Zinc and multi-mineral supplementation should mitigate the pathogenic impact of cadmium exposure

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Medical Hypotheses (Impact Factor: 1.07). 09/2012; 79(5):642-8. DOI: 10.1016/j.mehy.2012.07.043
Source: PubMed

ABSTRACT High-level cadmium (Cd) exposure has long been known to induce nephropathy, severe osteoporosis, and fractures in humans. More recent epidemiology, however, reveals that, in populations not known to have important industrial exposure to this heavy metal, high-normal blood or urine Cd levels correlate with increased risk for vascular disorders, cancers, diabetes, and total mortality, as well as osteoporosis and nephropathy. Since these disorders appear unlikely to expedite Cd absorption, and since Cd has promoted these pathologies in rodent studies, it seems reasonable to conclude that Cd is an important mediating risk factor for these disorders in humans. Avoiding tobacco smoke or frequent ingestion of shellfish or organ meats can lessen humans exposure to Cd, but the chief dietary sources of Cd are plant-derived foods - green leafy vegetables, whole grains, tubers, and root vegetables - typically recommended for their health-supportive properties; indeed, among non-smokers, vegans tend to have the highest Cd body burden. Fortunately, iron sufficiency and ample dietary intakes of calcium, magnesium, and zinc can impede absorption of dietary Cd, both by down-regulating intestinal expression of mineral transporters, and by directly competing with Cd for access to these transporters. Correction of iron deficiency appears to be of particular importance for controlling Cd absorption. Moreover, zinc supplementation can counteract the toxicity of Cd already in the body via induction of metallothionein, which binds Cd avidly via its sulfhydryl groups; so long as it remains sequestered in this form, Cd is innocuous. Zinc supplementation may in any case be recommendable, as optimal zinc status exerts protective anti-inflammatory, antioxidant, and immunosupportive effects. Inasmuch as the toxicity of Cd appears to be mediated in large part by oxidative stress, ingestion of spirulina, lipoic acid, melatonin, and N-acetylcysteine may also have potential for mitigating the risk associated with Cd exposure, as suggested by rodent studies. Hence, although Cd may prove to be a major risk factor for morbidity and mortality in humans, practical strategies for limiting its absorption and pathogenic impact are at hand.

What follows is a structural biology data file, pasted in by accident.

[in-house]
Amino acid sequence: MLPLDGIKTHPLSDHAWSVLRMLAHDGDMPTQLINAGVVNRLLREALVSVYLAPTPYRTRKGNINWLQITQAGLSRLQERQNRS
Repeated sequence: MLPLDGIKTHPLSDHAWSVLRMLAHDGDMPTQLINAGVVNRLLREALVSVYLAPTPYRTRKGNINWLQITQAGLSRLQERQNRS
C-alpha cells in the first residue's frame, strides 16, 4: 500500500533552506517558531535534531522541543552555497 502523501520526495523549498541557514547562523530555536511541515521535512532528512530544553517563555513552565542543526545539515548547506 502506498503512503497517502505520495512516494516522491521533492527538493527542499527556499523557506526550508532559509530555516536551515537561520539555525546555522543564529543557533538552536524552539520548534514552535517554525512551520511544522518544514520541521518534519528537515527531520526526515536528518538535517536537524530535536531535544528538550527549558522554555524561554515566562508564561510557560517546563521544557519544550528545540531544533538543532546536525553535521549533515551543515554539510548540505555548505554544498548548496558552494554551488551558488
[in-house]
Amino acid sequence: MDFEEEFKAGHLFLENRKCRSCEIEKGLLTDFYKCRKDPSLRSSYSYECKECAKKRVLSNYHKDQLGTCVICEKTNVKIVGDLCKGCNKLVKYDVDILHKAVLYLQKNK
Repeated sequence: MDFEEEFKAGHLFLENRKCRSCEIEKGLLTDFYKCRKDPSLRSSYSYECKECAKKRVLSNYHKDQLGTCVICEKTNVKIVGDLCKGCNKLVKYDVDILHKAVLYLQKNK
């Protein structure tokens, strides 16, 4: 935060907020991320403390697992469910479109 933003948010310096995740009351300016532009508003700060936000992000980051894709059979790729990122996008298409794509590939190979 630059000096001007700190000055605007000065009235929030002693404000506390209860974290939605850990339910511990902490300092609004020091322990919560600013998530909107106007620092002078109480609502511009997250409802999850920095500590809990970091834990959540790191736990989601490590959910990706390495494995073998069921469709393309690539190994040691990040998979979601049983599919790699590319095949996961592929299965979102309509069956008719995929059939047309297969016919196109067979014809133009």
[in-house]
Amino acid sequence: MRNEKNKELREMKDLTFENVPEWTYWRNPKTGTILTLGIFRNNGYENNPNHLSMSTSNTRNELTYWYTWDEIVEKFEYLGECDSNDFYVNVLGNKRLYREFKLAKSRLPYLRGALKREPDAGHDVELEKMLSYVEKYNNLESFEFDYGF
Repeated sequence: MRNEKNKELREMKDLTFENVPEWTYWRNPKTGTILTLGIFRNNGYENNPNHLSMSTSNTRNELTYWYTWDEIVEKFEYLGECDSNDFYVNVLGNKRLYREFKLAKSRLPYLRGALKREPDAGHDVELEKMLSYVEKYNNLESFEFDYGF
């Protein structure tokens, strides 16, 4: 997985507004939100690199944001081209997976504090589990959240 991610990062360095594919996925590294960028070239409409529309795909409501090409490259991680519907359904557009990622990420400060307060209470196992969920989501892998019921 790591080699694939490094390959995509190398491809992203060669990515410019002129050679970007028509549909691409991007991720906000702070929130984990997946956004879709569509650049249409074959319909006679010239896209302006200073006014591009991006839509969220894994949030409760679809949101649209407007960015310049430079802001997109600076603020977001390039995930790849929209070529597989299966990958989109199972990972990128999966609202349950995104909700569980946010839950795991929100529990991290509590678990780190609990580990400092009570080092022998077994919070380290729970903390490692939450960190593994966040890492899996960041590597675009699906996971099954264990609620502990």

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    • "Some toxic effects of Cd are a result of its capacity to stimulate oxidative stress [20, 21] by interacting with the thiol groups of antioxidant enzymes (demonstrated in vivo and in vitro), and thus inhibiting the latter [2]. The administration during gestation and lactation of natural antioxidants, including vitamin E, carotenoids, vitamin B6, and zinc, has prevented a number of the negative effects of Cd [22]. "
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